Sweden pledges €10 million more aid to Rojava: Kurdish official

Sweden has promised an additional over $10 million in humanitarian aid for northeast Syria (Rojava). The pledge came from Sweden’s foreign minister when she met a visiting Kurdish delegation this week. 

Swedish Minister of Foreign Affairs Ann Linde received in Stockholm on Thursday the Rojava delegation including Bedran Chiya Ali, deputy co-chair of the Autonomous Administration of North and East Syria, and Shiyar Ali, the administration’s representative to Sweden.  

“For the next year, the funds dedicated to support northeast Syria will be increased by €10 million [$11.8 million], according to the promise they made this time,” Shiyar Ali told Rudaw late on Friday.

“Sweden has supported us in the past as well – serious support, not fake. Swedish institutions are working on the ground, and we met with these institutions during this visit,” he added.

The money will be given to humanitarian organizations working in Rojava, including the Kurdish Red Crescent, Shiyar Ali explained, adding that since 2016, Sweden has given some $41 million for Rojava.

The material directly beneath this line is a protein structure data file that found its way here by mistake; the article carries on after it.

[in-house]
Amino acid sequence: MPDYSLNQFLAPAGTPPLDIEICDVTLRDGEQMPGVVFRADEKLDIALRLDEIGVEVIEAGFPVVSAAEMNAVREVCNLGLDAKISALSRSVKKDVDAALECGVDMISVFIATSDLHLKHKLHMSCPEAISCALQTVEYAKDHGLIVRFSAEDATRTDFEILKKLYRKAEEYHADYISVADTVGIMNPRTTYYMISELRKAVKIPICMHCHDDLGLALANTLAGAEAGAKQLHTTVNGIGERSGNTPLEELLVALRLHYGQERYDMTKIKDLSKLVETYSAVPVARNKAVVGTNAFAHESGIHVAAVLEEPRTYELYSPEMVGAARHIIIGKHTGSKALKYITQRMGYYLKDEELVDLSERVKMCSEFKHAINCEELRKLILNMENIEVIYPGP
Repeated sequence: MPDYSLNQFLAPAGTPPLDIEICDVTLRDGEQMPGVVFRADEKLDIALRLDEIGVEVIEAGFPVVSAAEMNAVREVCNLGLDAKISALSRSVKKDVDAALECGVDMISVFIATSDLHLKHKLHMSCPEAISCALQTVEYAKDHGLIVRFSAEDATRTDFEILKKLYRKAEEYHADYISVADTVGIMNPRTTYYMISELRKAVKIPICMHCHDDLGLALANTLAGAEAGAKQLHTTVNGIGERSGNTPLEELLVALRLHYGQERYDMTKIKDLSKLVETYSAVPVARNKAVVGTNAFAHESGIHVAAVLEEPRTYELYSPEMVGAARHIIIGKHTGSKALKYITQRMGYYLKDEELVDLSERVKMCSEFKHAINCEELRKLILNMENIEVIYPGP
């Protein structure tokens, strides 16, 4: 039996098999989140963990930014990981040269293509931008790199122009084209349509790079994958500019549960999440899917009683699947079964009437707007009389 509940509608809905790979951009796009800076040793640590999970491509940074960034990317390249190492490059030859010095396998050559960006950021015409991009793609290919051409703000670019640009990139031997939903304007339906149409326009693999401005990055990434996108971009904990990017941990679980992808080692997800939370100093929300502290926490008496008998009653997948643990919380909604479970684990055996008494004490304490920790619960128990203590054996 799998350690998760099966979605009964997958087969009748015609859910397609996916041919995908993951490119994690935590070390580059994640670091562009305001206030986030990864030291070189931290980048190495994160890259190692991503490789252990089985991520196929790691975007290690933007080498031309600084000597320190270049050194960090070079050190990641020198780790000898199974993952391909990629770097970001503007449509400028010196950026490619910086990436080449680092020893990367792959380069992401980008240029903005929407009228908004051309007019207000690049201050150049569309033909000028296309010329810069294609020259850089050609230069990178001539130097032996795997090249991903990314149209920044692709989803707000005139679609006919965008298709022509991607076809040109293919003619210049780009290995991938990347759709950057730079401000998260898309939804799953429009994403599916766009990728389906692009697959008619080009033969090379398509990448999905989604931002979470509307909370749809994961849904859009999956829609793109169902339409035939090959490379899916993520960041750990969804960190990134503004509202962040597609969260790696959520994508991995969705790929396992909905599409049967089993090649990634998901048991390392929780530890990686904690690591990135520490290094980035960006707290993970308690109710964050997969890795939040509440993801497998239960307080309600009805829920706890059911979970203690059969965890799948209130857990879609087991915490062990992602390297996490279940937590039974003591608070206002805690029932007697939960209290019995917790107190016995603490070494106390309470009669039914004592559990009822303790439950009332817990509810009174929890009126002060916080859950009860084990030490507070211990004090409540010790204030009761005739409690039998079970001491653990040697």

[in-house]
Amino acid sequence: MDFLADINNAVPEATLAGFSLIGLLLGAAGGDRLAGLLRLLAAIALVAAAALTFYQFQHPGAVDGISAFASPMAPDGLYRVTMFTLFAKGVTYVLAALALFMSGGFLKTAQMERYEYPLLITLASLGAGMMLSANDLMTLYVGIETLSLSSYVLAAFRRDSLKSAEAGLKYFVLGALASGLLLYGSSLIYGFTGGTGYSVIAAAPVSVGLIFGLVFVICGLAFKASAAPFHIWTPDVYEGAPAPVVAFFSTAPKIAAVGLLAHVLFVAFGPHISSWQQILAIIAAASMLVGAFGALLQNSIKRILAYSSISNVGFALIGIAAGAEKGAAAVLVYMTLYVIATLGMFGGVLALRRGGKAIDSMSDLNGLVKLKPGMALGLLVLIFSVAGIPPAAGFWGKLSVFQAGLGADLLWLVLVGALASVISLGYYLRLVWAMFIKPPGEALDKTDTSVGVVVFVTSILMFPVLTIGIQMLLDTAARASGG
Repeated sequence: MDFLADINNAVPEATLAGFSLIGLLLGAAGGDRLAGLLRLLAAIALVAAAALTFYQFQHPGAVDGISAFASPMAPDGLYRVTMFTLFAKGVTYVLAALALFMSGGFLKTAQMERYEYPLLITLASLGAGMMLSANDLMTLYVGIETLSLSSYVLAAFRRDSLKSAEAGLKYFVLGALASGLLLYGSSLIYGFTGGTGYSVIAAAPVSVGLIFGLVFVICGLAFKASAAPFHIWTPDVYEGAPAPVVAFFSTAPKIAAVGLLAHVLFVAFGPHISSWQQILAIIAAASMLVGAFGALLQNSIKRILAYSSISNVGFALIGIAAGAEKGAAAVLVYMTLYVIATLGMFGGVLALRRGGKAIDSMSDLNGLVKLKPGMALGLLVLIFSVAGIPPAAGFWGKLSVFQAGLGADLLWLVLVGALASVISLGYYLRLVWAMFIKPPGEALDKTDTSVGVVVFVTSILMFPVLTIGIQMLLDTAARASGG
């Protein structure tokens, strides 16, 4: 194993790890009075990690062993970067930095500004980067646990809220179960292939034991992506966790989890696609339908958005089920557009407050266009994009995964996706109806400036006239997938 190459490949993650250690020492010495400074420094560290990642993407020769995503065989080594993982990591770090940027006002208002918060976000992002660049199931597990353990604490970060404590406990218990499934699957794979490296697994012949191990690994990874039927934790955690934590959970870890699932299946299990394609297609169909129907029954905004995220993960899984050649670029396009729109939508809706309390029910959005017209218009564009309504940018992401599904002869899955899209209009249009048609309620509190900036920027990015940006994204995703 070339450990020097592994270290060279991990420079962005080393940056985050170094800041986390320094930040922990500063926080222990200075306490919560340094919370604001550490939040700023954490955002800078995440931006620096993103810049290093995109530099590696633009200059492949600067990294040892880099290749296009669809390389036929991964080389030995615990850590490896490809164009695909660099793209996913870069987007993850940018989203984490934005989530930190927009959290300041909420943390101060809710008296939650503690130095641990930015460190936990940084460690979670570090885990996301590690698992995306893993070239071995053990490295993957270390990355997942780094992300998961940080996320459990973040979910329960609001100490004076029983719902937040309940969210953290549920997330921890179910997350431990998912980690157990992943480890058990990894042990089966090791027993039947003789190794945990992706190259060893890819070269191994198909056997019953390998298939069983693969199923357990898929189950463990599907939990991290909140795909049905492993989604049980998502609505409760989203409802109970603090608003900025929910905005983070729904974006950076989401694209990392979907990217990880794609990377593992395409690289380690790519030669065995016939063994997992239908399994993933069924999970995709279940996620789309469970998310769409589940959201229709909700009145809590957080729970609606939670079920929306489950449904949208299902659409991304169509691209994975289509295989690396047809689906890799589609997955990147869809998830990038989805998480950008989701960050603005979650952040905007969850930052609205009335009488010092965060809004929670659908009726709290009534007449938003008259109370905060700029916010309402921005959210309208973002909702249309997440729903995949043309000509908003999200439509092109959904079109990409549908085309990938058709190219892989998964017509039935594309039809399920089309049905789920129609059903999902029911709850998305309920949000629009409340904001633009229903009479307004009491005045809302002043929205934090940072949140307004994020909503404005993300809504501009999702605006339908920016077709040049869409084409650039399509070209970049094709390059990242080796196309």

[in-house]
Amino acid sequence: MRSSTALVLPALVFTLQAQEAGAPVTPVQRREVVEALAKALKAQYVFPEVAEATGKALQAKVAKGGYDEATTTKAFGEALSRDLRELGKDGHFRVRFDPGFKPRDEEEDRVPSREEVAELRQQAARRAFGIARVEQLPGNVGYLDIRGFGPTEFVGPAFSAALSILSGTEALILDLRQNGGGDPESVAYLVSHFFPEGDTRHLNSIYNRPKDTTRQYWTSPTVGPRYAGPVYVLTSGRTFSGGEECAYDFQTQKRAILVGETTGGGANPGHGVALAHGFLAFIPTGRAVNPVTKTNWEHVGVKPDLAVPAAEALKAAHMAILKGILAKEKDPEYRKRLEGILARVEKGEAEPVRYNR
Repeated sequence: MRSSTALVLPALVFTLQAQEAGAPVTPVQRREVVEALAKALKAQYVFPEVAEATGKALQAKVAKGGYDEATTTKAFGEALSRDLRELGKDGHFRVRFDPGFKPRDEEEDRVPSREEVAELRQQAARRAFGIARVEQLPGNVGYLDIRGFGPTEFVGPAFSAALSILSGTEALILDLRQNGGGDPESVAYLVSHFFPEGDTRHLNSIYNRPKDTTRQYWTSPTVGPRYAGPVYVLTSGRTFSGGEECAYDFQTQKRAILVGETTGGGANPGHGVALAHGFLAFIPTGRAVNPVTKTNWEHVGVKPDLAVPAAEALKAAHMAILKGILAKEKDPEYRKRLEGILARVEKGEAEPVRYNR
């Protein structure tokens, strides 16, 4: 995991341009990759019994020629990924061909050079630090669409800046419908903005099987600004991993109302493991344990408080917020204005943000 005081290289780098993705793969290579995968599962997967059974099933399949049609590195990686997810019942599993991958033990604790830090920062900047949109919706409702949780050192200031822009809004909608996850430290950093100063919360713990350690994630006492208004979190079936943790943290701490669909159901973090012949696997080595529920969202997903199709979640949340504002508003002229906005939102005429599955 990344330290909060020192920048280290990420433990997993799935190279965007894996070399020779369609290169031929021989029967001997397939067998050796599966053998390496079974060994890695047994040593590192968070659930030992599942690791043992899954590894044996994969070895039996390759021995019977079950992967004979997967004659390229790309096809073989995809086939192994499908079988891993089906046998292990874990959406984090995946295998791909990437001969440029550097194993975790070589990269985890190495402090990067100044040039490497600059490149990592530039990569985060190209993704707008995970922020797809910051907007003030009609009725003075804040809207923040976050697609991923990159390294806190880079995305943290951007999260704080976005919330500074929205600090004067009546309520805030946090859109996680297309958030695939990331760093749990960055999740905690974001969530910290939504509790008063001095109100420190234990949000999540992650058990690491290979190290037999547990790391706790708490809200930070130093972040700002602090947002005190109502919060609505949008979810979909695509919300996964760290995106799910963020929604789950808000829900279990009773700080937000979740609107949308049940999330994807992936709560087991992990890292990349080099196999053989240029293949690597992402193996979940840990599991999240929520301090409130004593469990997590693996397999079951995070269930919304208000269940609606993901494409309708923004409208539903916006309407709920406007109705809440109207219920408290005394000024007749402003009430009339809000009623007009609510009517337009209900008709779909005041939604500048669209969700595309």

He said the new allocation was decided after last month’s NATO summit.

Sweden, a member of the global coalition against the Islamic State (ISIS), has provided a total of $210.8 million to Syria between 2016 and 2020, and it will continue to support aid in Syria through 2023, increasing its total financial commitment to $376 million.

The Swedish government’s stated objectives in Syria include improving the livelihoods of Syrians, combatting gender-based violence, improving human rights, and improving “access to inclusive and equitable basic public services for people in a vulnerable situation in neighbouring countries, including refugees from Syria, as a result of the Syria crisis.” 

After a decade of war, devaluation of the local currency, and a global pandemic, millions of Syrians are dependent on aid for their survival. 

Linde, known for voicing strong support for Syrian Kurds, tweeted that they discussed “the political situation in the region” and efforts to combat ISIS in her meeting with the delegation. 

According to Shiyar Ali, they also discussed the water crisis in Syria, the NATO summit in Rome, and the situation in Afrin, with Linde telling the delegation that Sweden renewed calls for Turkey to withdraw its troops from Syria. 

In Ankara in October 2020, Linde told her Turkish counterpart Mevlut Cavusoglu that Turkey must withdraw from Rojava. Her comments angered the Turkish minister but were cheered by Kurdish officials in Rojava.  

Linde has also voiced support for the inclusion of Syria’s Kurdish administration in the UN-sponsored constitutional committee aimed at finding a political end to the country’s civil war.

But why should Sweden care about Kurdistan? Does it mean that Sweden will get a worse relationship with Turkey (a NATO member) ? Probably Ann Linde has extra money to spend abroad?


Comments are closed, but trackbacks and pingbacks are open.